crazydudemartijn

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cheapo idea:

modulo UUID by 256 -> treat result as 8bit colour -> run algorithm to convert result into the 3 8bit RGB modern computers use

 

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39 minutes ago, Fionalein said:

cheapo idea:

modulo UUID by 256 -> treat result as 8bit colour -> run algorithm to convert result into the 3 8bit RGB modern computers use

 

Good ol' binary. Might as well.

vector Key2Color(key id)
{
    integer value = (integer)("0x" + llGetSubString(id, 0, 5));
    return <(value&255)/255.0, ((value>>8)&255)/255.0, ((value>>16)&255)/255.0>;
}

default
{
    state_entry()
    {
        llSetColor(Key2Color(llGetOwner()), ALL_SIDES);
    }
}

In short, the function I wrote above takes the first 6 characters of any given UUID (RGB is 6 hexadecimal symbols long), converts them into an integer (so we can use bitwise operators), and checks the first 8 bits (2 hexadecimal symbols) which will give you a value between 0 and 255, then divides that value by 255 to get down to the proper [0.0 - 1.0] range used for color vectors in LSL.

The rest is up to you.

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1 minute ago, Ruthven Willenov said:

hmm, could combine this with someone's height maybe to be a more unique aura assuming some uuids might result in the same color alone

You are correct with your concern. Even if you took a larger set of characters to turn into an integer, there could still be two people with the same integer, or "close enough." No matter how much randomization you add into the mix, there will be "collisions."

The human eye can't detect enough colors to guarantee every person to have a unique color from each other.

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I'm not sure if the objective is for these to be visually distinctive to the human eye, or if the goal is to encode a UUID in the surface tint of enough faces and links to be a persistent record perhaps for use by a script that might need to recover the information after being reset.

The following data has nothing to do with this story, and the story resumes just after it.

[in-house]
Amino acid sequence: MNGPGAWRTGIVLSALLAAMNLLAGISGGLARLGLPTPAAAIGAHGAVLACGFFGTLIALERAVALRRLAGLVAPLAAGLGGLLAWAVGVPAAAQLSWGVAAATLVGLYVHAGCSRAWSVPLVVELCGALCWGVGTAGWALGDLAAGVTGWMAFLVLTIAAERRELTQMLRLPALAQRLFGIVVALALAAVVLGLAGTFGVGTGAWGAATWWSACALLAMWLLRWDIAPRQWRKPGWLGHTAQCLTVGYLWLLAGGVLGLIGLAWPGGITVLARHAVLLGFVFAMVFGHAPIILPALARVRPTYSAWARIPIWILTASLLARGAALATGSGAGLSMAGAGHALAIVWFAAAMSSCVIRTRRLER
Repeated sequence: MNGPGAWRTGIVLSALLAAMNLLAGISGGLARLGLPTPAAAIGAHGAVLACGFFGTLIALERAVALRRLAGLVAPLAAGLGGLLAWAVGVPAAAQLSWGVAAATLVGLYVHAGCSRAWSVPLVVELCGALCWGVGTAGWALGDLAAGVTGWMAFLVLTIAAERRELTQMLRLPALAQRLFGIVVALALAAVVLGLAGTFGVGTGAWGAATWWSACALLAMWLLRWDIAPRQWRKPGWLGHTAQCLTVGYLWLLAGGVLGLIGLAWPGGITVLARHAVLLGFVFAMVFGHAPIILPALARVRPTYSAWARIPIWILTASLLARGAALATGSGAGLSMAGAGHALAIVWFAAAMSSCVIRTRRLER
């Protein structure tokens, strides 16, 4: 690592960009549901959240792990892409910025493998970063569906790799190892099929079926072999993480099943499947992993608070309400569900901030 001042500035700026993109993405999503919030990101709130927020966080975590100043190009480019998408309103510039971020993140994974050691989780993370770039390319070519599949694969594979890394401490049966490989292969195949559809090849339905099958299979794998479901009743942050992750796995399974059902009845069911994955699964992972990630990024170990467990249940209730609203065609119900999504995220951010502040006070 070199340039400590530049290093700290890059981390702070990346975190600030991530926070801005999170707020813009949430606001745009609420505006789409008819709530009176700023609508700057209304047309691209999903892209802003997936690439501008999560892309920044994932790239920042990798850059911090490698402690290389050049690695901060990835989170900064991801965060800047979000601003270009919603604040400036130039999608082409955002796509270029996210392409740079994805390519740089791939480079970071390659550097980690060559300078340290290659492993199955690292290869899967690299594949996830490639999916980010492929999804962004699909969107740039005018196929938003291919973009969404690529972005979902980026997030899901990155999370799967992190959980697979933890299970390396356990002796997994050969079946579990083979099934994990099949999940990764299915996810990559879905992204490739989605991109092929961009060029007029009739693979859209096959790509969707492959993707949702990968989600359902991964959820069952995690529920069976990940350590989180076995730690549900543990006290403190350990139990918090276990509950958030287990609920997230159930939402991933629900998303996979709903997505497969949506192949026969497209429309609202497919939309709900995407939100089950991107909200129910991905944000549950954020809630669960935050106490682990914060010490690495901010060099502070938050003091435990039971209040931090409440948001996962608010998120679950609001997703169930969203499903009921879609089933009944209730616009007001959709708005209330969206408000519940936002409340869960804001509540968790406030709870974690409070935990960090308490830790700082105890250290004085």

If the latter, the alpha channel could add another eight bits to each face, and of course there are lots of other properties that might be set -- especially if the object is made of prims rather than mesh. Finding places to squirrel-away such data used to be a thing. Historically, some of these have gotten in trouble by relying on fields that later were truncated or subject to different validation.

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5 hours ago, Qie Niangao said:

I'm not sure if the objective is for these to be visually distinctive to the human eye, or if the goal is to encode a UUID in the surface tint of enough faces and links to be a persistent record perhaps for use by a script that might need to recover the information after being reset.

If the latter, the alpha channel could add another eight bits to each face, and of course there are lots of other properties that might be set -- especially if the object is made of prims rather than mesh. Finding places to squirrel-away such data used to be a thing. Historically, some of these have gotten in trouble by relying on fields that later were truncated or subject to different validation.

My understanding was that OP wants the whole object be one color based on the key of the closest avatar. It doesn't sound like they want to store any real info. 

Edited by Wulfie Reanimator
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